DAM (Digital Asset Management) - anyone using it?

Hello Cubase users,

I have a background in software engineering, where using version control systems is critical. These software packages enable the saving of incremental changes to projects, as well as enable multiple developers to work on the same project at the same time. The software developers who work on Cubase no doubt use such a system. My question is: does anyone use DAM (Digital Asset Management) software in conjunction with Cubase? If so, which software package? I ask about DAM software because it seems to be the area I’d most likely find the solution I’m after. Searching the web, I have found no information on music producers who use this.

The main issues for me are saving incremental changes and rolling back to prior versions. Suppose, for example, that I decide on April 1, 2012 to add a string part to my project, and add an instance of Kontakt to host the strings. On April 8, I decide to remove the strings along with the Kontakt VST, which I have tweaked. On April 15, I decide that I want to bring the strings back. In fact, I want to recreate the project as it existed on April 1. Is there a way to accomplish this short of saving the project with a different name each time I make a change like this? An added bonus would be software which automatically backs up my versions on a server, either hosted by me or on, say, Amazon.

In the software development world, this kind of functionality is, as I mentioned above, absolutely essential (e.g. one of the developers checked in code which contains a bug, and we have to roll back to a previous version that was known to be bug-free). One of the essential features of version control software is the presence of a change log, which enables users to find the version they’re looking for. I can’t believe that everyone out there is using the save-the-entire-project-for-incremental-changes-with-a-different-filename scheme. Another added bonus would be the ability for 2 or more people to work simultaneously on a project (e.g. my partner and I are working on a film score; he is working on cue 10, adding percussion, while I am working on another section, adding horns). Merge functionality would be great.

Can anyone suggest a software package which accomplishes this?


Sibelius 7 (and I believe Sibelius 6 too) have this kind of feature. You can save a bunch of versions under the same file name (every one dated and with descriptions). It is a very useful thing.

At work we use subversion. In particular we use the tortoisesvn frontend gui. Works great for work (VHDL, netlists, routes). I haven’t tried it yet with my cubase projects, but I think I should. It’s easy to install and use.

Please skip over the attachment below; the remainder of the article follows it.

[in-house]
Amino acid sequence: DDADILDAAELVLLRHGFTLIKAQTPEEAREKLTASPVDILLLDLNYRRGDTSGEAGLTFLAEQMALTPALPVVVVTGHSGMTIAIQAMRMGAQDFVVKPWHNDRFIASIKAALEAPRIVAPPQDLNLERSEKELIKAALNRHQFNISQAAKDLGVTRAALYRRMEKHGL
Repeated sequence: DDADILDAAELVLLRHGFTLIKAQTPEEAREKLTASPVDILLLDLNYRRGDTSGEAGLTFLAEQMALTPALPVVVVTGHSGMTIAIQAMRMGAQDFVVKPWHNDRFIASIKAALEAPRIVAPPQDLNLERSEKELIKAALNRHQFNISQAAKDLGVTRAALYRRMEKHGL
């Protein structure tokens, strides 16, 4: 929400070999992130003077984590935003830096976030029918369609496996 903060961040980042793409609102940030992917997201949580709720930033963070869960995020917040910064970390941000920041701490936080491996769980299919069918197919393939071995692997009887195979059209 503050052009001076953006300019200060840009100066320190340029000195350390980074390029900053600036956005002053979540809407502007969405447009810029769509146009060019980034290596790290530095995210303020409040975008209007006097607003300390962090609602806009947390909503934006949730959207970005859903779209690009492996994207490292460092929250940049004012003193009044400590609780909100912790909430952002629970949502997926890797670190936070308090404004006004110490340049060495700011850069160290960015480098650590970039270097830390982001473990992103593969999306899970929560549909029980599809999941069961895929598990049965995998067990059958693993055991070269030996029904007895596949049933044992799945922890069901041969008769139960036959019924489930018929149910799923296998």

Of course incremental saving in Cubase is as simple as pressing Ctrl/Alt S and use the date/time stamp to see when!

Which is what I currently do. The nice thing about version control is it also acts as a server backup of tyour project (if your repo resides on a separate server). It makes certain all files of the subdirectory are version controlled (which is not as much of an issue for cubase - very important for code development).

Question. If you edit/change an audio file then do a Ctrl/Alt-S, when you open a previous version of the project do you get the old audio file?


I think so, all the audio–>process options are completely undoable.

Yes you do, as long as you let Cubase manage the files.

I thought that was the case. If it didn’t it would be a reason to use version control. But since Cubase handle’s it for you - version control could be more of a hassle than it’s worth. Might try it anyhow - after all, subversion’s free.


If you rename files, old versions won’t be able to find them, although you will be prompted to re-locate when you fire them up. Similarly, be careful about cleaning out unused files, even if you do it internally.

Best keep a text file of such changes to hand (new name, old name, …)

If you’re considering a serious overhaul I’d create a new folder, audio and all, for that and subsequent versions of the project.

In the given example though, I would push ‘mute’ on april 8 (no strings), and another time on april 15 (strings back like they were on april 1). Sometimes, problems are the size you decide them to be… :sunglasses:

Thanks for all the info, guys.

The Sibelius example is a good one. That’s basically the functionality I’m after. Let’s face it, with a big project, you can make a lot of small changes which, in the current model, are lost when they are removed. Who wants to keep around a fully-loaded instance of Vienna Instruments when you’ve decided you don’t want the big orchestral splash at the end?

What if those strings were added to replace a pair of acoustic guitars, which I’ve now removed? I guess your response would be, “just mute the guitars.” I understand your point, but things can get much more complicated, and simply muting parts no longer used leads, in my experience, to messy projects. Furthermore, what if instead of adding/deleting strings, you wanted to insert 2 measures in 5/8? You can’t mute/unmute those (though I suppose you could accomplish this with an Arranger track; but that’s beside the point).

I wonder what those who are producing film and commercials do. Suppose your client says, “hey, what happened to those tasty acoustic guitars and those 2 measure in an odd meter?” It would certainly be nice, and I believe this is what DAM software is supposed to address, to be able to call up a specific older version of the project on the spot.

Thanks again, everyone.

I did say ‘In the given example’ :smiley: In more complex cases, I’d save various files with date. Not against version control at all, especially since saving various files of versions are hard to combine into a final ‘best of’.